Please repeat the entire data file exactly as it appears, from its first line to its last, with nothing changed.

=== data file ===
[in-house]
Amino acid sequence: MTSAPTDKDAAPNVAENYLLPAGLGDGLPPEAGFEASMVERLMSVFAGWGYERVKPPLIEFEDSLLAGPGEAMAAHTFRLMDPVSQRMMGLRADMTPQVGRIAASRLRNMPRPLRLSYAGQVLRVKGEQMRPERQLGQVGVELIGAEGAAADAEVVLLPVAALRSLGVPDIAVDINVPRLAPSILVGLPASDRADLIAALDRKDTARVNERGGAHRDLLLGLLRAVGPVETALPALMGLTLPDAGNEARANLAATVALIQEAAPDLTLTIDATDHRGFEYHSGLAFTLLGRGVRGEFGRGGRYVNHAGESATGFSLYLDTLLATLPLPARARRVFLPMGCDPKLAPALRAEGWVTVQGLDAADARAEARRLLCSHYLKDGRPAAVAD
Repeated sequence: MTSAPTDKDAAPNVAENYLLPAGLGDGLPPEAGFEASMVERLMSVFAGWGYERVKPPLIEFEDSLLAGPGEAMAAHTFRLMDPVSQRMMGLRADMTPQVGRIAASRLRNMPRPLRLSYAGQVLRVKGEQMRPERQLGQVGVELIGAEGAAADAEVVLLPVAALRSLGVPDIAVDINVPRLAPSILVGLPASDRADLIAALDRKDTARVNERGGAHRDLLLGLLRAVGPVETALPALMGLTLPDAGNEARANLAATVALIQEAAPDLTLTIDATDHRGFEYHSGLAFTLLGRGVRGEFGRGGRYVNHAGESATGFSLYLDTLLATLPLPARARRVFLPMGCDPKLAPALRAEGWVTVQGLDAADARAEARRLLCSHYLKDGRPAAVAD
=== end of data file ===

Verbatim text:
[in-house]
Amino acid sequence: MTSAPTDKDAAPNVAENYLLPAGLGDGLPPEAGFEASMVERLMSVFAGWGYERVKPPLIEFEDSLLAGPGEAMAAHTFRLMDPVSQRMMGLRADMTPQVGRIAASRLRNMPRPLRLSYAGQVLRVKGEQMRPERQLGQVGVELIGAEGAAADAEVVLLPVAALRSLGVPDIAVDINVPRLAPSILVGLPASDRADLIAALDRKDTARVNERGGAHRDLLLGLLRAVGPVETALPALMGLTLPDAGNEARANLAATVALIQEAAPDLTLTIDATDHRGFEYHSGLAFTLLGRGVRGEFGRGGRYVNHAGESATGFSLYLDTLLATLPLPARARRVFLPMGCDPKLAPALRAEGWVTVQGLDAADARAEARRLLCSHYLKDGRPAAVAD
Repeated sequence: MTSAPTDKDAAPNVAENYLLPAGLGDGLPPEAGFEASMVERLMSVFAGWGYERVKPPLIEFEDSLLAGPGEAMAAHTFRLMDPVSQRMMGLRADMTPQVGRIAASRLRNMPRPLRLSYAGQVLRVKGEQMRPERQLGQVGVELIGAEGAAADAEVVLLPVAALRSLGVPDIAVDINVPRLAPSILVGLPASDRADLIAALDRKDTARVNERGGAHRDLLLGLLRAVGPVETALPALMGLTLPDAGNEARANLAATVALIQEAAPDLTLTIDATDHRGFEYHSGLAFTLLGRGVRGEFGRGGRYVNHAGESATGFSLYLDTLLATLPLPARARRVFLPMGCDPKLAPALRAEGWVTVQGLDAADARAEARRLLCSHYLKDGRPAAVAD